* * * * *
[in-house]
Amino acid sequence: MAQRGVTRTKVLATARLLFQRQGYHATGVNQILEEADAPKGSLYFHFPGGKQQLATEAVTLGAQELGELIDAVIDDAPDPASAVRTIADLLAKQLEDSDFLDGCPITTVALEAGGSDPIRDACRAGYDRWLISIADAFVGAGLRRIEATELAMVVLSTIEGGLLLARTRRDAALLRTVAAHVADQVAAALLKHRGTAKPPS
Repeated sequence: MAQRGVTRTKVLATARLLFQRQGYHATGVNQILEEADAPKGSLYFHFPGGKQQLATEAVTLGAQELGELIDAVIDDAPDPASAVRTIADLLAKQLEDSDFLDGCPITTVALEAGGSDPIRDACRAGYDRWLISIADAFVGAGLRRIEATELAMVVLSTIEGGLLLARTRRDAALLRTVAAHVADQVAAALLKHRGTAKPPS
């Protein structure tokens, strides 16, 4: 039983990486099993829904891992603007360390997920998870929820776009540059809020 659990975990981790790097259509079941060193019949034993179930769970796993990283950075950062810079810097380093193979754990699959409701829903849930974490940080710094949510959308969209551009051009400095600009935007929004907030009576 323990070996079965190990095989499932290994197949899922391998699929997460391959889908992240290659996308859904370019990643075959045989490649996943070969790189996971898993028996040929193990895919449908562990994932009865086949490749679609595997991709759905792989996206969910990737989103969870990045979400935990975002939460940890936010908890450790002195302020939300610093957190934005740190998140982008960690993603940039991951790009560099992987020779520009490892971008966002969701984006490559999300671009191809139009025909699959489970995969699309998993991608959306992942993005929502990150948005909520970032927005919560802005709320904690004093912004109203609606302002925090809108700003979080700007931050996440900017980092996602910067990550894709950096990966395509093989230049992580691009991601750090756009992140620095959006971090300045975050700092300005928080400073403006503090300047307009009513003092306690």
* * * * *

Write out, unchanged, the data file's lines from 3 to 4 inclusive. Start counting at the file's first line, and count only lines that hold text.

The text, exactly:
Repeated sequence: MAQRGVTRTKVLATARLLFQRQGYHATGVNQILEEADAPKGSLYFHFPGGKQQLATEAVTLGAQELGELIDAVIDDAPDPASAVRTIADLLAKQLEDSDFLDGCPITTVALEAGGSDPIRDACRAGYDRWLISIADAFVGAGLRRIEATELAMVVLSTIEGGLLLARTRRDAALLRTVAAHVADQVAAALLKHRGTAKPPS
């Protein structure tokens, strides 16, 4: 039983990486099993829904891992603007360390997920998870929820776009540059809020 659990975990981790790097259509079941060193019949034993179930769970796993990283950075950062810079810097380093193979754990699959409701829903849930974490940080710094949510959308969209551009051009400095600009935007929004907030009576 323990070996079965190990095989499932290994197949899922391998699929997460391959889908992240290659996308859904370019990643075959045989490649996943070969790189996971898993028996040929193990895919449908562990994932009865086949490749679609595997991709759905792989996206969910990737989103969870990045979400935990975002939460940890936010908890450790002195302020939300610093957190934005740190998140982008960690993603940039991951790009560099992987020779520009490892971008966002969701984006490559999300671009191809139009025909699959489970995969699309998993991608959306992942993005929502990150948005909520970032927005919560802005709320904690004093912004109203609606302002925090809108700003979080700007931050996440900017980092996602910067990550894709950096990966395509093989230049992580691009991601750090756009992140620095959006971090300045975050700092300005928080400073403006503090300047307009009513003092306690």